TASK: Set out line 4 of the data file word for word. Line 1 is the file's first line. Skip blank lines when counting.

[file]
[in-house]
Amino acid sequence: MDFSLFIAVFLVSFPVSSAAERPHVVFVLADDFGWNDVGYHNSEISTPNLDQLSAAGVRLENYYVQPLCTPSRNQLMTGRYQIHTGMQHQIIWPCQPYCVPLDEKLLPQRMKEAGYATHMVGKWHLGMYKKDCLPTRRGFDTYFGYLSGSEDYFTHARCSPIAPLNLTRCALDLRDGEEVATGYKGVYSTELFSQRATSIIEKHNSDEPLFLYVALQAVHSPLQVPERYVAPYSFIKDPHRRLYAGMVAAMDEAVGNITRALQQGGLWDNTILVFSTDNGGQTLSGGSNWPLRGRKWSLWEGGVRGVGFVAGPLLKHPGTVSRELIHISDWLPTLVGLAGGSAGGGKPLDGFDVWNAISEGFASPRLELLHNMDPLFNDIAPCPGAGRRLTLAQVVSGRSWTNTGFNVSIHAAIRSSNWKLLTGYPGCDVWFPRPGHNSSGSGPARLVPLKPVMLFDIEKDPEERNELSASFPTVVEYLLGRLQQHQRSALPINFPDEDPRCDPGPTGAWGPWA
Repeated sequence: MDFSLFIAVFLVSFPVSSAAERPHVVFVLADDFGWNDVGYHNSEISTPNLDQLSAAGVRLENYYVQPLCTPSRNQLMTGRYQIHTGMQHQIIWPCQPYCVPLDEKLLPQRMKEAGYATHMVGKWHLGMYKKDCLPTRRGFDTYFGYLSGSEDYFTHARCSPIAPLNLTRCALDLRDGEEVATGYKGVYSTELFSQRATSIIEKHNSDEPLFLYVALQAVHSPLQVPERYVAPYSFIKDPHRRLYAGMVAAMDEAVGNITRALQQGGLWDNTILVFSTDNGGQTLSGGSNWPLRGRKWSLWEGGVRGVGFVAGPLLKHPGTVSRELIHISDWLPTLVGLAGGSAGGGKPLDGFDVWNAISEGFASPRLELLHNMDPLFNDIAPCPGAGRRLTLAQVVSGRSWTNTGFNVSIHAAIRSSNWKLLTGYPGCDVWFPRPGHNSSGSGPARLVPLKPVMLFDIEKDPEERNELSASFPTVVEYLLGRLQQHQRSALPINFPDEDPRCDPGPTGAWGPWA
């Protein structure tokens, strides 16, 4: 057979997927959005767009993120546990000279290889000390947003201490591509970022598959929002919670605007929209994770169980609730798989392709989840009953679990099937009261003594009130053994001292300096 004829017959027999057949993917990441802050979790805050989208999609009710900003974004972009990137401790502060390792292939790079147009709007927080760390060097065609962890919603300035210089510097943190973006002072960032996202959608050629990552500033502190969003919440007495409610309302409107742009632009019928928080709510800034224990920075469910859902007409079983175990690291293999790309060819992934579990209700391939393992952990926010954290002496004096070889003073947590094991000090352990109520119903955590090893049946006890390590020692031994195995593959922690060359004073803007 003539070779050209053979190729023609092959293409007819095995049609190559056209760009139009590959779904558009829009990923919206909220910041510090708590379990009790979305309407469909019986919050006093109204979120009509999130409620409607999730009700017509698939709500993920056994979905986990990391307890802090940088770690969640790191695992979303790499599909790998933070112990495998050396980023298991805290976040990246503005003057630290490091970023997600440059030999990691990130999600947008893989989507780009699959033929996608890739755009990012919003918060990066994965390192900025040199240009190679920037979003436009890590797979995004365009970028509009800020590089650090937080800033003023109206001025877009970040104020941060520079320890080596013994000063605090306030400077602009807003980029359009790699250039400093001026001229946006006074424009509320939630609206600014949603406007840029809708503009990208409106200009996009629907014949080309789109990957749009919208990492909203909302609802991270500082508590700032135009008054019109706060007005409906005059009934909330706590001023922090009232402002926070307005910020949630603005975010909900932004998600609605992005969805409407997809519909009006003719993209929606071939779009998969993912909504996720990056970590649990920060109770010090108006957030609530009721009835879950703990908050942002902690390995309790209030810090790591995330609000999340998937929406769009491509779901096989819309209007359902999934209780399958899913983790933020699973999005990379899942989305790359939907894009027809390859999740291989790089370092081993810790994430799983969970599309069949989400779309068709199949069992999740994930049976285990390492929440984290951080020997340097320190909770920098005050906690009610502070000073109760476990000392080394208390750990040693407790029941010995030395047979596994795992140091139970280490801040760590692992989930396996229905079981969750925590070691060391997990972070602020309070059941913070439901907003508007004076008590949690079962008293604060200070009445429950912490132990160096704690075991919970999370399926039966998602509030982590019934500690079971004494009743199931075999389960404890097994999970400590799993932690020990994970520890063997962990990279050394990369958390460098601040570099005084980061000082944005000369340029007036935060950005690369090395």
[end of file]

């Protein structure tokens, strides 16, 4: 057979997927959005767009993120546990000279290889000390947003201490591509970022598959929002919670605007929209994770169980609730798989392709989840009953679990099937009261003594009130053994001292300096 004829017959027999057949993917990441802050979790805050989208999609009710900003974004972009990137401790502060390792292939790079147009709007927080760390060097065609962890919603300035210089510097943190973006002072960032996202959608050629990552500033502190969003919440007495409610309302409107742009632009019928928080709510800034224990920075469910859902007409079983175990690291293999790309060819992934579990209700391939393992952990926010954290002496004096070889003073947590094991000090352990109520119903955590090893049946006890390590020692031994195995593959922690060359004073803007 003539070779050209053979190729023609092959293409007819095995049609190559056209760009139009590959779904558009829009990923919206909220910041510090708590379990009790979305309407469909019986919050006093109204979120009509999130409620409607999730009700017509698939709500993920056994979905986990990391307890802090940088770690969640790191695992979303790499599909790998933070112990495998050396980023298991805290976040990246503005003057630290490091970023997600440059030999990691990130999600947008893989989507780009699959033929996608890739755009990012919003918060990066994965390192900025040199240009190679920037979003436009890590797979995004365009970028509009800020590089650090937080800033003023109206001025877009970040104020941060520079320890080596013994000063605090306030400077602009807003980029359009790699250039400093001026001229946006006074424009509320939630609206600014949603406007840029809708503009990208409106200009996009629907014949080309789109990957749009919208990492909203909302609802991270500082508590700032135009008054019109706060007005409906005059009934909330706590001023922090009232402002926070307005910020949630603005975010909900932004998600609605992005969805409407997809519909009006003719993209929606071939779009998969993912909504996720990056970590649990920060109770010090108006957030609530009721009835879950703990908050942002902690390995309790209030810090790591995330609000999340998937929406769009491509779901096989819309209007359902999934209780399958899913983790933020699973999005990379899942989305790359939907894009027809390859999740291989790089370092081993810790994430799983969970599309069949989400779309068709199949069992999740994930049976285990390492929440984290951080020997340097320190909770920098005050906690009610502070000073109760476990000392080394208390750990040693407790029941010995030395047979596994795992140091139970280490801040760590692992989930396996229905079981969750925590070691060391997990972070602020309070059941913070439901907003508007004076008590949690079962008293604060200070009445429950912490132990160096704690075991919970999370399926039966998602509030982590019934500690079971004494009743199931075999389960404890097994999970400590799993932690020990994970520890063997962990990279050394990369958390460098601040570099005084980061000082944005000369340029007036935060950005690369090395």